The California Public Advocates Office believes state utility Pacific Gas and Electric (NYSE:PCG) should be hit hard in the wallet for a series of 2019 power cuts.

The Public Advocates Office, an independent entity operating within the California Public Utilities Commission, formally requested on Friday that the commission fine PG&E $165.7 million for not properly informing millions of customers that it was shutting off their power.The company also allegedly did not coordinate the moves with local government bodies.

This occurred last October on two occasions in Northern California, when the weather was hot and dry with significant winds. Such a combination increases the risks of downed power lines causing wildfires.

An electrical substation at dawn or dusk.

Image source: Getty Images.

Both blackouts lasted for several days, in the second case for over one week, and affected dozens of counties housing nearly 1.7 million residents.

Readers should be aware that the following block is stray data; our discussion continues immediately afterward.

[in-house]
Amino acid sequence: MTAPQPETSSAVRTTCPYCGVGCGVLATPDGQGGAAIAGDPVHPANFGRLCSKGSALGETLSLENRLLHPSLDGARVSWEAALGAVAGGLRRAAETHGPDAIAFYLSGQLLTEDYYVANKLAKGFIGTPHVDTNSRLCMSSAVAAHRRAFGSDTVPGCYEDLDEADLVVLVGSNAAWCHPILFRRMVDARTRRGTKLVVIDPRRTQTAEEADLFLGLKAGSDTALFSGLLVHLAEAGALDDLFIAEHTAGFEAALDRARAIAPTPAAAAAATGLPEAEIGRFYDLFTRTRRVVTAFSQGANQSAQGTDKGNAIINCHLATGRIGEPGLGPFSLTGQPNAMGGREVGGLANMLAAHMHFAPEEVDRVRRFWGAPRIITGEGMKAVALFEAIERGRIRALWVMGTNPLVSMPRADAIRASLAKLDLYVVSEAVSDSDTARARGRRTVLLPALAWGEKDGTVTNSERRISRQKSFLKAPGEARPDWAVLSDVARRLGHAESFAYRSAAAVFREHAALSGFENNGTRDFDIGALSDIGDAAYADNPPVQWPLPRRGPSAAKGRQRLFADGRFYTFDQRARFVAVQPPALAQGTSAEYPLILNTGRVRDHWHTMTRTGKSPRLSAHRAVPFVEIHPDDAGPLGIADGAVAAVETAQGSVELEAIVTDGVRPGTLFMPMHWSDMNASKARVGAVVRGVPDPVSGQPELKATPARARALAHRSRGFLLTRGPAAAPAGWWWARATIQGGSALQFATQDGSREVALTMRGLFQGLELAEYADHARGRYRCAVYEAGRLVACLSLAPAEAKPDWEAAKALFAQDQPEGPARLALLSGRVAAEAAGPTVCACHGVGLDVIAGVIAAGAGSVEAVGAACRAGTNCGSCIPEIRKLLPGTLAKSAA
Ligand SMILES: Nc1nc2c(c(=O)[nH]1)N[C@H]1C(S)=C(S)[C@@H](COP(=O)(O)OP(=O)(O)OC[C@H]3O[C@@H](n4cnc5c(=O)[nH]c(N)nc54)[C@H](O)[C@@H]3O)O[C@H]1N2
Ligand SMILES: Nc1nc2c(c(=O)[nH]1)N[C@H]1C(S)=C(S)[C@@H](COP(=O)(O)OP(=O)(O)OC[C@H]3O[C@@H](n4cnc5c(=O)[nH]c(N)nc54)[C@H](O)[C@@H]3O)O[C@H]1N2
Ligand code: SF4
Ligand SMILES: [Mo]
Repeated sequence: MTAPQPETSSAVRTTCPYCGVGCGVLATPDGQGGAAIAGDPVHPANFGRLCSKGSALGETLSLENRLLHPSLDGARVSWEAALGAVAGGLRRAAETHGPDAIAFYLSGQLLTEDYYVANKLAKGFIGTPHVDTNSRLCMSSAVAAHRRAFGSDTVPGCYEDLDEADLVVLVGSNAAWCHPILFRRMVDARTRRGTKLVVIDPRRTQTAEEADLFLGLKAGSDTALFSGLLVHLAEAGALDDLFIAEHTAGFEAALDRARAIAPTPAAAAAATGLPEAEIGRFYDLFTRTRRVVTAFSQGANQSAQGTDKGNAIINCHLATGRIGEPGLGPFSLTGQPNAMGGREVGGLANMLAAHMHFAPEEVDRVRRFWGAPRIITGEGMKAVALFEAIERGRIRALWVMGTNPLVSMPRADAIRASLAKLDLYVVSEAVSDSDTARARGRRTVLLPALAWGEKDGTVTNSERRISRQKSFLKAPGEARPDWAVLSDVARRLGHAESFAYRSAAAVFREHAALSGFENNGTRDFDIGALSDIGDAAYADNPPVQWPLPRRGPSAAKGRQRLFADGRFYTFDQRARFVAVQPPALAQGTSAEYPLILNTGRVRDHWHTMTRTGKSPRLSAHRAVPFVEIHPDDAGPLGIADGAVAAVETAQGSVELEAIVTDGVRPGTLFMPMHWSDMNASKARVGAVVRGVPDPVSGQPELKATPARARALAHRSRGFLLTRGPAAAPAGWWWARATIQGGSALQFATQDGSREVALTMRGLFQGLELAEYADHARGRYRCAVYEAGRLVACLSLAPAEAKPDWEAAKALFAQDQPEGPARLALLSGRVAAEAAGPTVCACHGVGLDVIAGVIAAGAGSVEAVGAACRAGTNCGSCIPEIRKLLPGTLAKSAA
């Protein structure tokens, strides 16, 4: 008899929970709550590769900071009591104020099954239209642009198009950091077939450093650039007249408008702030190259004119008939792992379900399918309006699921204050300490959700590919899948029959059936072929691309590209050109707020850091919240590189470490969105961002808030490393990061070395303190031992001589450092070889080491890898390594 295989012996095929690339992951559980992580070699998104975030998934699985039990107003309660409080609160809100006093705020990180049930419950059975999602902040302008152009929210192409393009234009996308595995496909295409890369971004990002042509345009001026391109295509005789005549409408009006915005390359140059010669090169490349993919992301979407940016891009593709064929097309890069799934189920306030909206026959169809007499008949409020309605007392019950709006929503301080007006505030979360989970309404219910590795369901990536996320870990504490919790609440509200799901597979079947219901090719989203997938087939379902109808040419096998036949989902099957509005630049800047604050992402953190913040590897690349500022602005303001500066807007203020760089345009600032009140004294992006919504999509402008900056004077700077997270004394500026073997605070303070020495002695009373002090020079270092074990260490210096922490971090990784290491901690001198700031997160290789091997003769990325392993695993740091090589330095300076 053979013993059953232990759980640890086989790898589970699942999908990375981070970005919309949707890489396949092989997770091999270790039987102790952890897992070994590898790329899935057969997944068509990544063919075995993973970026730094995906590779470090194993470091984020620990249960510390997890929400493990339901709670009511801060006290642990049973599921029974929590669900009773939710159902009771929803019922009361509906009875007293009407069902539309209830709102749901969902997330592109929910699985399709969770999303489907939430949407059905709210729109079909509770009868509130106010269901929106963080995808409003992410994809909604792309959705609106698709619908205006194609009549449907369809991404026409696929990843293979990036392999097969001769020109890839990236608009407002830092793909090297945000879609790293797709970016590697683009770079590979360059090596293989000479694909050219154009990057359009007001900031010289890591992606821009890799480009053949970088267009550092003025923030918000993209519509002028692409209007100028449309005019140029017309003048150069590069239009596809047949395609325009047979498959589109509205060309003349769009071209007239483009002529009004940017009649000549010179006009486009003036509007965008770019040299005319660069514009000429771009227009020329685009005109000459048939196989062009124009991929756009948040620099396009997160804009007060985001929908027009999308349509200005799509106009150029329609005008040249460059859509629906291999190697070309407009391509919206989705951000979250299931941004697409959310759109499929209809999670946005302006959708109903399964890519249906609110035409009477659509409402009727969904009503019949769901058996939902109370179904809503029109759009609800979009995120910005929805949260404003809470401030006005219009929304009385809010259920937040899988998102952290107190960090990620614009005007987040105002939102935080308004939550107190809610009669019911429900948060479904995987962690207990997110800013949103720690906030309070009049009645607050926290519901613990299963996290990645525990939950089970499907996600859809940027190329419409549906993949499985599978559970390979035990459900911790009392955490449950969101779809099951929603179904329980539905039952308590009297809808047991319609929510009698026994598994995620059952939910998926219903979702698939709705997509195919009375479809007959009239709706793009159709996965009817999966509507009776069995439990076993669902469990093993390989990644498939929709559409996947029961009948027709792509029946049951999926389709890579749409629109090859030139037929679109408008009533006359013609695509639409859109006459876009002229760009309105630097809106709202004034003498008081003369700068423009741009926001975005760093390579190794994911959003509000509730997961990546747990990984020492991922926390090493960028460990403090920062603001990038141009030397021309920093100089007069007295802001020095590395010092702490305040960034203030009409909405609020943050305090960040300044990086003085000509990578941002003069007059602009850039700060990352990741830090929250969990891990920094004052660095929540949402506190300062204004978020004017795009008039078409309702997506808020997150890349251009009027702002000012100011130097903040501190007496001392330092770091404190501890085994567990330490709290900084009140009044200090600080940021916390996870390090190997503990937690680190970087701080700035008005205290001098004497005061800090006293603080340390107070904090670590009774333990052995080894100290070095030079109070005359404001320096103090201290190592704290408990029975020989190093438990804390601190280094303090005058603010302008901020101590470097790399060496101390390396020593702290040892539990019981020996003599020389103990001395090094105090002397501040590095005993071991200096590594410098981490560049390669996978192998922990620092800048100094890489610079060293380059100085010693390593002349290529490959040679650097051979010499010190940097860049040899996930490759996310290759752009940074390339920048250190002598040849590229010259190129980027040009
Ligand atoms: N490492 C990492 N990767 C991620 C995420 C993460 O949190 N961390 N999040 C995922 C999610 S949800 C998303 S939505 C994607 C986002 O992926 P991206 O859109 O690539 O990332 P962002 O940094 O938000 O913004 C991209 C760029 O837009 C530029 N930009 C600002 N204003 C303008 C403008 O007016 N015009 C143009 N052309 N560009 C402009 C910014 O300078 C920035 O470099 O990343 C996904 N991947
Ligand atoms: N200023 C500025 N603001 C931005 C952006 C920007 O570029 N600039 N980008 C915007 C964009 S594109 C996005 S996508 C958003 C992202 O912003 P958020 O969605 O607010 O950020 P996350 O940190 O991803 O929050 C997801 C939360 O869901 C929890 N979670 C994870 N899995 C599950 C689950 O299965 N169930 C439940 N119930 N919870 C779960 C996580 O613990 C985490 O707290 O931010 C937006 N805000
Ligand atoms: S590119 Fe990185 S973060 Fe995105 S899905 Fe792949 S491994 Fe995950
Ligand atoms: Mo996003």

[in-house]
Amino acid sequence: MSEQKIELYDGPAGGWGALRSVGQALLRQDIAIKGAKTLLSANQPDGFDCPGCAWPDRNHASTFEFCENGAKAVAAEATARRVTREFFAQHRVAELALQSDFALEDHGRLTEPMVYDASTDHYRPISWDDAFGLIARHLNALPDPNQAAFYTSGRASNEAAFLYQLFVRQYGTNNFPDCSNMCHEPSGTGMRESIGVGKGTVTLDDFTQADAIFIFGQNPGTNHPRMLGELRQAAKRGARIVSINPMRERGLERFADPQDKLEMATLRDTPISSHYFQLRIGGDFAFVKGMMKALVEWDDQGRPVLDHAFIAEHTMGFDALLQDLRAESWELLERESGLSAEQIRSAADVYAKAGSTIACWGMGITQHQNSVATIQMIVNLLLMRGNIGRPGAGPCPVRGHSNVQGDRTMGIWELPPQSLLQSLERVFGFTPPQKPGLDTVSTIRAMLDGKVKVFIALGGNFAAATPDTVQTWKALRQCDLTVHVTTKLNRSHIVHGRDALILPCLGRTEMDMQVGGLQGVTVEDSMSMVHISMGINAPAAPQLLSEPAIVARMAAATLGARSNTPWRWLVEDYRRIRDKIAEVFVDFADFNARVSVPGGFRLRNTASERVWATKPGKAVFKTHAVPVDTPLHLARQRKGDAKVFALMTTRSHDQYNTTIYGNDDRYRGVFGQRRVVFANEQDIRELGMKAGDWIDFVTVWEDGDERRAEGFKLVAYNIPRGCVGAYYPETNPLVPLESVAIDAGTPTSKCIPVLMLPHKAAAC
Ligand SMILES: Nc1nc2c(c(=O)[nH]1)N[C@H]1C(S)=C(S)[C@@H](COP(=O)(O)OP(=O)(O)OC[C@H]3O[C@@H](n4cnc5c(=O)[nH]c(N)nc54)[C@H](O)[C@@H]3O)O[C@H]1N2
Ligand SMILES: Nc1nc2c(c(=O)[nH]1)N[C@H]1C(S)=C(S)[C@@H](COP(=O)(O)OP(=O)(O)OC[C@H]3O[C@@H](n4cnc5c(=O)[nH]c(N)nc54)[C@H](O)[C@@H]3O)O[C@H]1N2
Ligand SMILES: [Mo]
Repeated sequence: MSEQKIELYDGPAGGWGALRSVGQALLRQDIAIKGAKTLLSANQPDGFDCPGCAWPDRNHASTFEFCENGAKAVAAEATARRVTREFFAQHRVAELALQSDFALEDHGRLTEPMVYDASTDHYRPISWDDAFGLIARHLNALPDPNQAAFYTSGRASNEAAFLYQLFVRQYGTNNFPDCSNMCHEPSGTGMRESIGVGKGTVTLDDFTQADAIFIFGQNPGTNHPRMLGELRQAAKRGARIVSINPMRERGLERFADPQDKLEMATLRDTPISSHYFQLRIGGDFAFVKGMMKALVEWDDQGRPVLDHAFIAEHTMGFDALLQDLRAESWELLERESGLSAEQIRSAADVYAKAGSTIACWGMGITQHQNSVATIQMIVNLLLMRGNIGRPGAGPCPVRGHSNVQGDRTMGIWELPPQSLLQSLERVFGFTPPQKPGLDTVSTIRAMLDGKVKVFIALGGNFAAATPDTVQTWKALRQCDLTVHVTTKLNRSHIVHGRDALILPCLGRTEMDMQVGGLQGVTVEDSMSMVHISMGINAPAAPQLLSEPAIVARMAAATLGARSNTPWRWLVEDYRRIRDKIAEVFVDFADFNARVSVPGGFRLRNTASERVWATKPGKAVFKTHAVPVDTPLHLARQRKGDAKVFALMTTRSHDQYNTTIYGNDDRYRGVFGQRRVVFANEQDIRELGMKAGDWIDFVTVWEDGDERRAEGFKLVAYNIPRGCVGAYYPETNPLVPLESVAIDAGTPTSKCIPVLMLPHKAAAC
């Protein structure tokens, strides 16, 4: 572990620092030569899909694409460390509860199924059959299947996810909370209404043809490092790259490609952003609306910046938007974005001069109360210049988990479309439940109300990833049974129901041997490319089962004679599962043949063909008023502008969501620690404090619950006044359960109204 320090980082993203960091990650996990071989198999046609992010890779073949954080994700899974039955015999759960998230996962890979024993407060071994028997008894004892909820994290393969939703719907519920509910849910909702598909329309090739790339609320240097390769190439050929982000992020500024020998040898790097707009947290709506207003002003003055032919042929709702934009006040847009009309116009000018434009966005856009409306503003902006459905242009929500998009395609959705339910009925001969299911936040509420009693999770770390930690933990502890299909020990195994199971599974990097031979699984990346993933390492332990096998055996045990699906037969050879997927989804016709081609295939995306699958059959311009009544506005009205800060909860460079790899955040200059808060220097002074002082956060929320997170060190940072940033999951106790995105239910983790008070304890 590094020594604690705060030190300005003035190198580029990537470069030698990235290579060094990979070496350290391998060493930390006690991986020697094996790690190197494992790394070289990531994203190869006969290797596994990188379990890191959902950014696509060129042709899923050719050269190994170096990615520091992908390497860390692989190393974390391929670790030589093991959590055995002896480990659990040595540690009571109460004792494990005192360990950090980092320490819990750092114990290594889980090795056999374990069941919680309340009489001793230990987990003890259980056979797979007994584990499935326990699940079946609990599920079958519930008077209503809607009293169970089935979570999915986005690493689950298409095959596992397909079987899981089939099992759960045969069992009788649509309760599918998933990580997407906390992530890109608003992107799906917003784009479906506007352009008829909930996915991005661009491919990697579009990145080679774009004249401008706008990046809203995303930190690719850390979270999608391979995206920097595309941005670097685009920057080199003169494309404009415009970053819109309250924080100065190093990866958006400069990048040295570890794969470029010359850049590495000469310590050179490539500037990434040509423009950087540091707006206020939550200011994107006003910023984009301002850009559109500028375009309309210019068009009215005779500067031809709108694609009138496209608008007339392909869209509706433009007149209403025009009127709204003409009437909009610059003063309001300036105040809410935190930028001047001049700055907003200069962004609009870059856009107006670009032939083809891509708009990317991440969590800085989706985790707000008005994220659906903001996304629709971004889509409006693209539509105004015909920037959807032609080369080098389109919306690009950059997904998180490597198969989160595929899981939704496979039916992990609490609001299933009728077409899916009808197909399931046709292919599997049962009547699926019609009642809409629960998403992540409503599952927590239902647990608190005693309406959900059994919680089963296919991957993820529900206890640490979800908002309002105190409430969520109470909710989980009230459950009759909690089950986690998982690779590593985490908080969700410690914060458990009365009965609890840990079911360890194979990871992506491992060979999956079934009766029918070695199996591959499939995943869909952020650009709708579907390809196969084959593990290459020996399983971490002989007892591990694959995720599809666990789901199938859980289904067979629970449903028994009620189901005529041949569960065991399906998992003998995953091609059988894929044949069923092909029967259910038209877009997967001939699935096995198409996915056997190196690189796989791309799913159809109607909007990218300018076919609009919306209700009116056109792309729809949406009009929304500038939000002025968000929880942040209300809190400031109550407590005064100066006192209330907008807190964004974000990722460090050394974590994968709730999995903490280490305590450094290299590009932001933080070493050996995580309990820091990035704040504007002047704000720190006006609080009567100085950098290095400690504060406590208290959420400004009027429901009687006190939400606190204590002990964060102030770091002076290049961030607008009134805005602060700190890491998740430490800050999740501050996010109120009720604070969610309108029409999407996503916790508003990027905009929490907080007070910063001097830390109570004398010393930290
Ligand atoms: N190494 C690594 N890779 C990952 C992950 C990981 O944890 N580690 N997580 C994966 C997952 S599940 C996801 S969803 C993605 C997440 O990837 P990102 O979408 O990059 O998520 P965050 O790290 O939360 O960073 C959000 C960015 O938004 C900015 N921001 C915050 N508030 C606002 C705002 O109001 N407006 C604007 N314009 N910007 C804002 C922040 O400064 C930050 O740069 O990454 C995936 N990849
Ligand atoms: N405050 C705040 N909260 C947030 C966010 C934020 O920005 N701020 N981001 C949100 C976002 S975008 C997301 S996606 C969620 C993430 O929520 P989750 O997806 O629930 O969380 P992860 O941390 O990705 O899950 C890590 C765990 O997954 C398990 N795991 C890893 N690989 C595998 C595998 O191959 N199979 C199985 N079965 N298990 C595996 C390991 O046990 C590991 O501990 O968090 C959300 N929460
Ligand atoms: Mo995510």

In its brief to the industry regulator, the Advocates Office characterized this as "a major public safety failure," pointing out that it particularly impacted vulnerable members of the population.

PG&E has not yet formally responded to the potential fine. 

In April 2020, the utility started its Disability Disaster Access and Resources Program in conjunction with the social services organization California Foundation for Independent Living Centers. The company describes the initiative as an effort "to aid people with disabilities, medical and independent living needs, and older adults" by providing certain types of aid.

On Monday, PG&E stock lagged behind the broader equities market, rising by 0.9%.

 
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